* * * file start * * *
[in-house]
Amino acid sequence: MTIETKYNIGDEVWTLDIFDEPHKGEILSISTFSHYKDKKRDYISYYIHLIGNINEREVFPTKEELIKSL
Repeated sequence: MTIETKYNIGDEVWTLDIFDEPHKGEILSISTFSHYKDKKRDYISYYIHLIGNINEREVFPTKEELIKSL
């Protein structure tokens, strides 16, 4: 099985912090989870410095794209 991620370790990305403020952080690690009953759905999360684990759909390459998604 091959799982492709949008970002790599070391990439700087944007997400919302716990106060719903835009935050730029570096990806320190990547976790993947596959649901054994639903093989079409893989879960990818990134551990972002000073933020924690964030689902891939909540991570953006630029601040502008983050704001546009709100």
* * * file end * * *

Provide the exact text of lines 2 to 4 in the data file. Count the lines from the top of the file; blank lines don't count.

Amino acid sequence: MTIETKYNIGDEVWTLDIFDEPHKGEILSISTFSHYKDKKRDYISYYIHLIGNINEREVFPTKEELIKSL
Repeated sequence: MTIETKYNIGDEVWTLDIFDEPHKGEILSISTFSHYKDKKRDYISYYIHLIGNINEREVFPTKEELIKSL
């Protein structure tokens, strides 16, 4: 099985912090989870410095794209 991620370790990305403020952080690690009953759905999360684990759909390459998604 091959799982492709949008970002790599070391990439700087944007997400919302716990106060719903835009935050730029570096990806320190990547976790993947596959649901054994639903093989079409893989879960990818990134551990972002000073933020924690964030689902891939909540991570953006630029601040502008983050704001546009709100």